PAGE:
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What Are Common Advanced Prostate Cancer Symptoms?

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Published on February 2, 2018

What are the common symptoms advanced prostate cancer patients experience? Prostate cancer expert Dr. Tomasz Beer, from the Oregon Health & Science University, joins Patient Power to share what doctors typically see from patients. He also describes the difference between “global” and “local” symptoms. Tune in to stay informed about your condition. 

This is a Patient Empowerment Network program produced by Patient Power in partnership with Seattle Cancer Care Alliance. We thank Astellas and Sanofi for their support.

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Transcript | What Are Common Advanced Prostate Cancer Symptoms?

Please remember the opinions expressed on Patient Power are not necessarily the views of our sponsors, contributors, partners or Patient Power. Our discussions are not a substitute for seeking medical advice or care from your own doctor. That’s how you’ll get care that’s most appropriate for you.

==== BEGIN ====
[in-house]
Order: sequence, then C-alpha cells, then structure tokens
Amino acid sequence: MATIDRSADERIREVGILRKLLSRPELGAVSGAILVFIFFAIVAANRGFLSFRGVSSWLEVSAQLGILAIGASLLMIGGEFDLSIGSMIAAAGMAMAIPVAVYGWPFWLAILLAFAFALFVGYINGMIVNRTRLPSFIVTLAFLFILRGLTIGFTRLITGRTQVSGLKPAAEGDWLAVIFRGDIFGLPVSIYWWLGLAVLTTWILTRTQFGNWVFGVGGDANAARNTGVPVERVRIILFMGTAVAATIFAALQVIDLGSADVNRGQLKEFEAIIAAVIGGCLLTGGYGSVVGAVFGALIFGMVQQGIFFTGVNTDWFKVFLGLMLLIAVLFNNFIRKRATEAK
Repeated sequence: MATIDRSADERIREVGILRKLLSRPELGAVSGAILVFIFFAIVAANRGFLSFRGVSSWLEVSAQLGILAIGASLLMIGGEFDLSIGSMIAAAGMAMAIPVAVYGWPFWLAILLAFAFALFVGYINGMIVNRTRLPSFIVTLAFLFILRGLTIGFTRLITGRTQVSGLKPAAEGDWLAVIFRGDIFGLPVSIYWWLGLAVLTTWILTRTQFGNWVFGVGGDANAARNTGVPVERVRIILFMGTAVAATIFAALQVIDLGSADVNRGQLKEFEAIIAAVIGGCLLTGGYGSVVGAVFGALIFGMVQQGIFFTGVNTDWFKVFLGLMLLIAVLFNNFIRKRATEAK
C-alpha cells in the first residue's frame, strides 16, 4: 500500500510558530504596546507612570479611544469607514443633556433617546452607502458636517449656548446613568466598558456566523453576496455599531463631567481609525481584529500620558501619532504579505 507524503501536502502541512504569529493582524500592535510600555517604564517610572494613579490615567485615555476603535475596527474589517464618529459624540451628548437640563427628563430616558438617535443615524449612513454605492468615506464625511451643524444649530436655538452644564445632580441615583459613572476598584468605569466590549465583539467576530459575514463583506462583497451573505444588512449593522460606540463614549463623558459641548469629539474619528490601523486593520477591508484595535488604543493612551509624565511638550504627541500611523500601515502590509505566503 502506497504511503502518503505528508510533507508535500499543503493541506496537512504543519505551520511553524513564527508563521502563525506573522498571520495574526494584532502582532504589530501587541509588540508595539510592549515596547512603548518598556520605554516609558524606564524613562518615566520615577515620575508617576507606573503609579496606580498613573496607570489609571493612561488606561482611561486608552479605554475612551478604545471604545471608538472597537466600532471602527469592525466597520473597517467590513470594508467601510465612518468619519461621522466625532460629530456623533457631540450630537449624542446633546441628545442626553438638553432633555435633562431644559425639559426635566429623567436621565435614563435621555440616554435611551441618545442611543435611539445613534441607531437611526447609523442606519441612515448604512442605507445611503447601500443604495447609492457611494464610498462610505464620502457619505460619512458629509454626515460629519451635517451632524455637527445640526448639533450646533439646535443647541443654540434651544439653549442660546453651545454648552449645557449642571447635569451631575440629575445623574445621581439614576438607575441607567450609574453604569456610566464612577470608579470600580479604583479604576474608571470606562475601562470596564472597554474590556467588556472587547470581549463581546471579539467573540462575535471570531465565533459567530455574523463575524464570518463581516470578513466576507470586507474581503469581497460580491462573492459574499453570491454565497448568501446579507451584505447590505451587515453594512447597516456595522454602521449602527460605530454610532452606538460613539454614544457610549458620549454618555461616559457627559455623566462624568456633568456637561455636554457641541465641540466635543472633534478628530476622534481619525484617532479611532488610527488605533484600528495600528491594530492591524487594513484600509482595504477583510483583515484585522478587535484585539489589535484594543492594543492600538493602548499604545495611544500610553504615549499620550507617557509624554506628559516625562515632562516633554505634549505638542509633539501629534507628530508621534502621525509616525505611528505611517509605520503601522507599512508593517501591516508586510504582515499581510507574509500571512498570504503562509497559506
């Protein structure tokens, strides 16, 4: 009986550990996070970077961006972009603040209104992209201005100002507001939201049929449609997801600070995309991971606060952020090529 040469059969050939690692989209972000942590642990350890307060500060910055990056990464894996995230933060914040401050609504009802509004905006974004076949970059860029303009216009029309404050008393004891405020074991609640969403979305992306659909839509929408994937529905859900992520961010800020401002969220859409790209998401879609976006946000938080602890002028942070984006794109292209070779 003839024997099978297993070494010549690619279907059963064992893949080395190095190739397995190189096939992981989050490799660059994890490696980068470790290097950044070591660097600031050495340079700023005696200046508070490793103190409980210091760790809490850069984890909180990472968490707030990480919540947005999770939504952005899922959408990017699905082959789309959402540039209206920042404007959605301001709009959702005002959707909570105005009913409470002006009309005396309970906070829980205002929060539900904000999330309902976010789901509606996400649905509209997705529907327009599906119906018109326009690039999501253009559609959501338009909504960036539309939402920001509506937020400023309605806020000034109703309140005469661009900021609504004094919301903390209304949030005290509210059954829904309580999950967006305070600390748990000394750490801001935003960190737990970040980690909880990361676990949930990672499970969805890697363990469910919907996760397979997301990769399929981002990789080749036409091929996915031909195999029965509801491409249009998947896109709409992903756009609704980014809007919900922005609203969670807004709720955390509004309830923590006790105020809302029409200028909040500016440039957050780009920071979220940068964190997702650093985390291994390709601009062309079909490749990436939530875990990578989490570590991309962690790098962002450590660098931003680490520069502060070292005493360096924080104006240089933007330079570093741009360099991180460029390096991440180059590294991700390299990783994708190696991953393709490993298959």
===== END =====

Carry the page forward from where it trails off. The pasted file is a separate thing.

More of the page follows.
Jeff Folloder:

What are the symptoms of advanced prostate cancer? How do patients present to you? What are they complaining about? 

Dr. Beer:                

So, nowadays, because we monitor patients’ health pretty closely, many patients—even with metastatic prostate cancer when I see them—have relatively few symptoms. 

We see a rising PSA, we see abnormalities on a bone scan with cancer invading the bones, we may see cancer invading lymph nodes or internal organs on a CAT scan, but sometimes, we don’t necessarily see symptoms right away, and our goal with treatment is to keep it that way, if you will. When symptoms develop, they can either be general from the burden of cancer—things like fatigue, diminished energy, weight loss, et cetera—or, they can be very specific due to a particular cancer lesion that’s causing damage.

Bone pain would be the most common example of that, but there can also be, for example, kidney obstruction from lymph nodes in the pelvis, or some other direct pressure on a nerve—things of that nature that can happen. So, there are global symptoms, and then there are local symptoms, but the reality is for many patients, we’re managing advanced cancer even before symptoms develop.

Please remember the opinions expressed on Patient Power are not necessarily the views of our sponsors, contributors, partners or Patient Power. Our discussions are not a substitute for seeking medical advice or care from your own doctor. That’s how you’ll get care that’s most appropriate for you. 

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